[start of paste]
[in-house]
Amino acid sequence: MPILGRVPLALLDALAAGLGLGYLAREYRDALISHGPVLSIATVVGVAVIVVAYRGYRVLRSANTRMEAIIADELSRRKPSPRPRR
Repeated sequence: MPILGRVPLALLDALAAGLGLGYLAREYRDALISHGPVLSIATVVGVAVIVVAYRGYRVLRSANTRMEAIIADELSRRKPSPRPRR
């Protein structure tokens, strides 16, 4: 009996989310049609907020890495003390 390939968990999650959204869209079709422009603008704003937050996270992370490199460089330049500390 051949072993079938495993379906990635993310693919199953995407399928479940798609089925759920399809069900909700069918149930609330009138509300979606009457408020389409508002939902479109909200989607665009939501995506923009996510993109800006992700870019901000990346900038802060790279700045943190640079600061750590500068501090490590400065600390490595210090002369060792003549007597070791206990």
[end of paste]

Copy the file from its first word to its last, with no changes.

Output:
[in-house]
Amino acid sequence: MPILGRVPLALLDALAAGLGLGYLAREYRDALISHGPVLSIATVVGVAVIVVAYRGYRVLRSANTRMEAIIADELSRRKPSPRPRR
Repeated sequence: MPILGRVPLALLDALAAGLGLGYLAREYRDALISHGPVLSIATVVGVAVIVVAYRGYRVLRSANTRMEAIIADELSRRKPSPRPRR
């Protein structure tokens, strides 16, 4: 009996989310049609907020890495003390 390939968990999650959204869209079709422009603008704003937050996270992370490199460089330049500390 051949072993079938495993379906990635993310693919199953995407399928479940798609089925759920399809069900909700069918149930609330009138509300979606009457408020389409508002939902479109909200989607665009939501995506923009996510993109800006992700870019901000990346900038802060790279700045943190640079600061750590500068501090490590400065600390490595210090002369060792003549007597070791206990």